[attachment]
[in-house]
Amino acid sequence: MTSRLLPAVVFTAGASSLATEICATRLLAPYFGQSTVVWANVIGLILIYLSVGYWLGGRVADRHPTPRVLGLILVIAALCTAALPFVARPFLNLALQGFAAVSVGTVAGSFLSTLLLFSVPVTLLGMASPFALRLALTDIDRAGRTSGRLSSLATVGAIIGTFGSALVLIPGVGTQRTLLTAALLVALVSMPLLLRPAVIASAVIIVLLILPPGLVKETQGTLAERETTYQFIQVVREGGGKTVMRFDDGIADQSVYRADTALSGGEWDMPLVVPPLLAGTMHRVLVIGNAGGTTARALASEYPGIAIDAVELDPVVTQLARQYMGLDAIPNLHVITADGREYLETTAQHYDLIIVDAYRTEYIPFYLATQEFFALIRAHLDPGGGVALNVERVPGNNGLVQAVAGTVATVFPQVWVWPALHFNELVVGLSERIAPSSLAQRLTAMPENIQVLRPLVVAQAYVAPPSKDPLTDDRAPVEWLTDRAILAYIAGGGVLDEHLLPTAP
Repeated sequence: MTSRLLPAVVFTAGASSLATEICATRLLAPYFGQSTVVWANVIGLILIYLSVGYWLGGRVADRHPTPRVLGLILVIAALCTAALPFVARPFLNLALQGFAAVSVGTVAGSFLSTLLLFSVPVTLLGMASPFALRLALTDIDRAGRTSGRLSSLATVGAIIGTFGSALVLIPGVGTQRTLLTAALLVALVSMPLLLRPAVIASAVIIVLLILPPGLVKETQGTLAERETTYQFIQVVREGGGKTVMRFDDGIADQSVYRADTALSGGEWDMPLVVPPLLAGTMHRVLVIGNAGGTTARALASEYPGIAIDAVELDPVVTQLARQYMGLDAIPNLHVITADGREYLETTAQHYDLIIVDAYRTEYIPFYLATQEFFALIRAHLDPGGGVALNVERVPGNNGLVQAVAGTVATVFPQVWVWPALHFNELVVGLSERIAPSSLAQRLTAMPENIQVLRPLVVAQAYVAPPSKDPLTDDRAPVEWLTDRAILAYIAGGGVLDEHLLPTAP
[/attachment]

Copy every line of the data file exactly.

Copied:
[in-house]
Amino acid sequence: MTSRLLPAVVFTAGASSLATEICATRLLAPYFGQSTVVWANVIGLILIYLSVGYWLGGRVADRHPTPRVLGLILVIAALCTAALPFVARPFLNLALQGFAAVSVGTVAGSFLSTLLLFSVPVTLLGMASPFALRLALTDIDRAGRTSGRLSSLATVGAIIGTFGSALVLIPGVGTQRTLLTAALLVALVSMPLLLRPAVIASAVIIVLLILPPGLVKETQGTLAERETTYQFIQVVREGGGKTVMRFDDGIADQSVYRADTALSGGEWDMPLVVPPLLAGTMHRVLVIGNAGGTTARALASEYPGIAIDAVELDPVVTQLARQYMGLDAIPNLHVITADGREYLETTAQHYDLIIVDAYRTEYIPFYLATQEFFALIRAHLDPGGGVALNVERVPGNNGLVQAVAGTVATVFPQVWVWPALHFNELVVGLSERIAPSSLAQRLTAMPENIQVLRPLVVAQAYVAPPSKDPLTDDRAPVEWLTDRAILAYIAGGGVLDEHLLPTAP
Repeated sequence: MTSRLLPAVVFTAGASSLATEICATRLLAPYFGQSTVVWANVIGLILIYLSVGYWLGGRVADRHPTPRVLGLILVIAALCTAALPFVARPFLNLALQGFAAVSVGTVAGSFLSTLLLFSVPVTLLGMASPFALRLALTDIDRAGRTSGRLSSLATVGAIIGTFGSALVLIPGVGTQRTLLTAALLVALVSMPLLLRPAVIASAVIIVLLILPPGLVKETQGTLAERETTYQFIQVVREGGGKTVMRFDDGIADQSVYRADTALSGGEWDMPLVVPPLLAGTMHRVLVIGNAGGTTARALASEYPGIAIDAVELDPVVTQLARQYMGLDAIPNLHVITADGREYLETTAQHYDLIIVDAYRTEYIPFYLATQEFFALIRAHLDPGGGVALNVERVPGNNGLVQAVAGTVATVFPQVWVWPALHFNELVVGLSERIAPSSLAQRLTAMPENIQVLRPLVVAQAYVAPPSKDPLTDDRAPVEWLTDRAILAYIAGGGVLDEHLLPTAP